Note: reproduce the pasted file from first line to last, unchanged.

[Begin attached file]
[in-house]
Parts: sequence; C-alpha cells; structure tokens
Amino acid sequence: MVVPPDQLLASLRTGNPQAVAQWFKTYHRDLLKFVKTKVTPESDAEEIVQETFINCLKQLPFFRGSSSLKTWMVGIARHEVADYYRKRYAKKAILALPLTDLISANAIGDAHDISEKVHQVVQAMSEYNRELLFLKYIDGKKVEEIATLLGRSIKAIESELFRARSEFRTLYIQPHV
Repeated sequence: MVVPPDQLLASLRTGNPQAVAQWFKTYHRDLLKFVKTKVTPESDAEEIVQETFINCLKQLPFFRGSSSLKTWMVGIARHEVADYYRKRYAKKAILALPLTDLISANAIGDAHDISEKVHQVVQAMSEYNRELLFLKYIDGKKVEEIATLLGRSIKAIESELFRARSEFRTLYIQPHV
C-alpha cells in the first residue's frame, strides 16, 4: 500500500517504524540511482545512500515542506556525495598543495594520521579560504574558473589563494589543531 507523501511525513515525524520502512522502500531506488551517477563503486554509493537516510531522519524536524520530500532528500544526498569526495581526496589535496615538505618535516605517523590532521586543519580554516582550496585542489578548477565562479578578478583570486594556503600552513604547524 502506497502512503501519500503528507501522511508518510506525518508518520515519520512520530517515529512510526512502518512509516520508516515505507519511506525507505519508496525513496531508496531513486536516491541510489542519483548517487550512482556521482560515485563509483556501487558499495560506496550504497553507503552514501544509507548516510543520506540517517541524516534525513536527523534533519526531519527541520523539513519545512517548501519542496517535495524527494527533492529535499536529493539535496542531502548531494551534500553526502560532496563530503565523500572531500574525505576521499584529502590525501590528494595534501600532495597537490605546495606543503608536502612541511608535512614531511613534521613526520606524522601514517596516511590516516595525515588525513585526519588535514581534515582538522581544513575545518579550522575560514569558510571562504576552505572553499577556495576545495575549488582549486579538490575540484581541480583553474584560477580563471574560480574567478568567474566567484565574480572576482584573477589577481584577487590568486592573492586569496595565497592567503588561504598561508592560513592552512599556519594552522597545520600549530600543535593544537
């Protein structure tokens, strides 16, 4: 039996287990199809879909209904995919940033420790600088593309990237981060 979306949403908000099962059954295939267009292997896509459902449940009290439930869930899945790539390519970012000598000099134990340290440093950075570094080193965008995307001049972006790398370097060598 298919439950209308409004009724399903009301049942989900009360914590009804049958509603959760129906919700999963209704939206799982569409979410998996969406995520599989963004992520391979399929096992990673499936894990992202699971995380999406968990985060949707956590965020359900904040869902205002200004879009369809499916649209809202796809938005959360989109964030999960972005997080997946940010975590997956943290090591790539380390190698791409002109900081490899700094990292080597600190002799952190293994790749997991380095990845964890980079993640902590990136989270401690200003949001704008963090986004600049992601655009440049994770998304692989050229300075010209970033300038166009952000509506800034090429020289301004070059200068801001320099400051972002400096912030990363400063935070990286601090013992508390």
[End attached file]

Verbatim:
[in-house]
Parts: sequence; C-alpha cells; structure tokens
Amino acid sequence: MVVPPDQLLASLRTGNPQAVAQWFKTYHRDLLKFVKTKVTPESDAEEIVQETFINCLKQLPFFRGSSSLKTWMVGIARHEVADYYRKRYAKKAILALPLTDLISANAIGDAHDISEKVHQVVQAMSEYNRELLFLKYIDGKKVEEIATLLGRSIKAIESELFRARSEFRTLYIQPHV
Repeated sequence: MVVPPDQLLASLRTGNPQAVAQWFKTYHRDLLKFVKTKVTPESDAEEIVQETFINCLKQLPFFRGSSSLKTWMVGIARHEVADYYRKRYAKKAILALPLTDLISANAIGDAHDISEKVHQVVQAMSEYNRELLFLKYIDGKKVEEIATLLGRSIKAIESELFRARSEFRTLYIQPHV
C-alpha cells in the first residue's frame, strides 16, 4: 500500500517504524540511482545512500515542506556525495598543495594520521579560504574558473589563494589543531 507523501511525513515525524520502512522502500531506488551517477563503486554509493537516510531522519524536524520530500532528500544526498569526495581526496589535496615538505618535516605517523590532521586543519580554516582550496585542489578548477565562479578578478583570486594556503600552513604547524 502506497502512503501519500503528507501522511508518510506525518508518520515519520512520530517515529512510526512502518512509516520508516515505507519511506525507505519508496525513496531508496531513486536516491541510489542519483548517487550512482556521482560515485563509483556501487558499495560506496550504497553507503552514501544509507548516510543520506540517517541524516534525513536527523534533519526531519527541520523539513519545512517548501519542496517535495524527494527533492529535499536529493539535496542531502548531494551534500553526502560532496563530503565523500572531500574525505576521499584529502590525501590528494595534501600532495597537490605546495606543503608536502612541511608535512614531511613534521613526520606524522601514517596516511590516516595525515588525513585526519588535514581534515582538522581544513575545518579550522575560514569558510571562504576552505572553499577556495576545495575549488582549486579538490575540484581541480583553474584560477580563471574560480574567478568567474566567484565574480572576482584573477589577481584577487590568486592573492586569496595565497592567503588561504598561508592560513592552512599556519594552522597545520600549530600543535593544537
């Protein structure tokens, strides 16, 4: 039996287990199809879909209904995919940033420790600088593309990237981060 979306949403908000099962059954295939267009292997896509459902449940009290439930869930899945790539390519970012000598000099134990340290440093950075570094080193965008995307001049972006790398370097060598 298919439950209308409004009724399903009301049942989900009360914590009804049958509603959760129906919700999963209704939206799982569409979410998996969406995520599989963004992520391979399929096992990673499936894990992202699971995380999406968990985060949707956590965020359900904040869902205002200004879009369809499916649209809202796809938005959360989109964030999960972005997080997946940010975590997956943290090591790539380390190698791409002109900081490899700094990292080597600190002799952190293994790749997991380095990845964890980079993640902590990136989270401690200003949001704008963090986004600049992601655009440049994770998304692989050229300075010209970033300038166009952000509506800034090429020289301004070059200068801001320099400051972002400096912030990363400063935070990286601090013992508390």